Sunday, December 4, 2016
"So help me God": My week on a federal jury
You know that kind of sinking feeling you get when you open up that official envelope and you see "Summons for Jury Service"? Yeah, well I had that same reaction recently. Except this time, it wasn't for "regular" jury duty. This was FEDERAL jury duty, and the accompanying letter said, "You are on-call for the month of November."
THE MONTH OF NOVEMBER???
UGH. There goes my week, I thought. What am I going to do about work? My kid? My appointments? All the errands I had to run? I DON'T WANT TO DO THIS.
I begrudgingly entered the federal building on Tuesday morning, shoved everything I had through the metal detector, locked my phone up in a little post office box (no computers or cell phones allowed - just SHOOT ME!) and went into this room where about 40 or 50 people sat looking about as enthused as I was.
Soon after, we were given instructions and shuffled into the courtroom and all sat down where the onlookers usually sit. Now I was getting nervous. Before me were two tables of three very serious- looking people; lawyers, I assumed, and one very scary looking judge.
We each passed around a microphone and had to stand up and answer a series of questions about ourselves for the judge - mostly to find out if anyone had any "great hardship" they were experiencing by being there. After we all were finished speaking, he let three of them go. RATS. We were then told that 12 of us at a time would randomly be ushered into the jury box and asked another series of questions. When my name was called in the first 12, I didn't think much of it because I figured there were still 30 or so more eligible jurors.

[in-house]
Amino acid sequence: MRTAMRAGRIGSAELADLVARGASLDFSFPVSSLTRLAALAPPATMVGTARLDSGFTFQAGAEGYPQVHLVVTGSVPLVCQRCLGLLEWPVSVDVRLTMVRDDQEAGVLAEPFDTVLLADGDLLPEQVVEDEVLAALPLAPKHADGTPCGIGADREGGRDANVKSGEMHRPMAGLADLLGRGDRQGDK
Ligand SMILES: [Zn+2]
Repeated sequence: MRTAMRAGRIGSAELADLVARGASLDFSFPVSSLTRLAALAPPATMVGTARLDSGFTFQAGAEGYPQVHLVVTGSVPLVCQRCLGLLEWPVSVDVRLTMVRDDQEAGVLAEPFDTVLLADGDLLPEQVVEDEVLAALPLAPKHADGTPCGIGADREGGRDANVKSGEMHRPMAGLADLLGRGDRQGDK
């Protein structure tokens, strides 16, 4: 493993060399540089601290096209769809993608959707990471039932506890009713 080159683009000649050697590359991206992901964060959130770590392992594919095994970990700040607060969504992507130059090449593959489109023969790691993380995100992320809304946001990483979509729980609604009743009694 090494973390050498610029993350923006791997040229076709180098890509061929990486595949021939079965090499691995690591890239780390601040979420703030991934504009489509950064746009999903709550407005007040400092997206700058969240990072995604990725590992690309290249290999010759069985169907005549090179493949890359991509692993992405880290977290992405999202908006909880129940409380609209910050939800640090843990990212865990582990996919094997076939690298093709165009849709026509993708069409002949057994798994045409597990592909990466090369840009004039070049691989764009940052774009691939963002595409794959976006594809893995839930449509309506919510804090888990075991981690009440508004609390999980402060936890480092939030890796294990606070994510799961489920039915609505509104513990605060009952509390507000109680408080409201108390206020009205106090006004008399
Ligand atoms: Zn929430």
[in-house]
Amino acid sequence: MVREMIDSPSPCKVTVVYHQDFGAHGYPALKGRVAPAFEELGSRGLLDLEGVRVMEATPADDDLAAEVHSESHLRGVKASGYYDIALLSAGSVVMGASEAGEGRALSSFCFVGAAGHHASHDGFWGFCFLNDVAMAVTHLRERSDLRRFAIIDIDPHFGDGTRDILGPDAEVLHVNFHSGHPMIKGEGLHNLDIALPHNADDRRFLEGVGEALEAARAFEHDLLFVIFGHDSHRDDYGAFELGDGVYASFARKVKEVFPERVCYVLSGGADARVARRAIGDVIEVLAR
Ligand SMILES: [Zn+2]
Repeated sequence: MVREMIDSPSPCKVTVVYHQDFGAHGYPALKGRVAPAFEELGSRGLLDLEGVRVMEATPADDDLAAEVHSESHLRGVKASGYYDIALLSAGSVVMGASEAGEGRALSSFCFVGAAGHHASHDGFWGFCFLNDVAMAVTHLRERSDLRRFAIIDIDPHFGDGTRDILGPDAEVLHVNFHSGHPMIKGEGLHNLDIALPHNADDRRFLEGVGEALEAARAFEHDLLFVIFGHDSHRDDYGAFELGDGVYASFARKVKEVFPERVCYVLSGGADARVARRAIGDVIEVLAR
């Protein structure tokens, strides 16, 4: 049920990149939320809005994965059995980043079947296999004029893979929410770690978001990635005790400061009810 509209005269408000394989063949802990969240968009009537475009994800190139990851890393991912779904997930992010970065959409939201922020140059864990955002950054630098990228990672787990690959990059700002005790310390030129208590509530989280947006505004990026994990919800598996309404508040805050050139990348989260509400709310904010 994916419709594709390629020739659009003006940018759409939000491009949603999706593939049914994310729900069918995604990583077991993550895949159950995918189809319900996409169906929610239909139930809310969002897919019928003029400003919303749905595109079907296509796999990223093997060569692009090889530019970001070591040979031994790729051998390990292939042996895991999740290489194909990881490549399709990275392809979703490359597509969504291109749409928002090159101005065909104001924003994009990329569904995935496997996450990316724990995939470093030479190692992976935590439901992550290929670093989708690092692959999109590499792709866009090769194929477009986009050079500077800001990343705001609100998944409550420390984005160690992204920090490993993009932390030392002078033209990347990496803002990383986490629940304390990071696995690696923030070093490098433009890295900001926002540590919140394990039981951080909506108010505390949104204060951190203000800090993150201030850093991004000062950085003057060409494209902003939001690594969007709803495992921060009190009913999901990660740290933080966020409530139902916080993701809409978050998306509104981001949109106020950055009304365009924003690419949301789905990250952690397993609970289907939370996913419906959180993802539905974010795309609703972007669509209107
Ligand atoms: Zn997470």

Again we passed the mike, said our names and answered more questions. The judge then huddled with the attorneys, who had since introduced themselves very formally, along with the plaintiff, the defendant, and a clerk. Three from our jury box were let go and three more from the remaining were called. This occurred probably four more times, until the judge said, "Well, it looks like we have our jury." WHAT???? What about the rest of them???? "The rest of you are discharged," the judge said.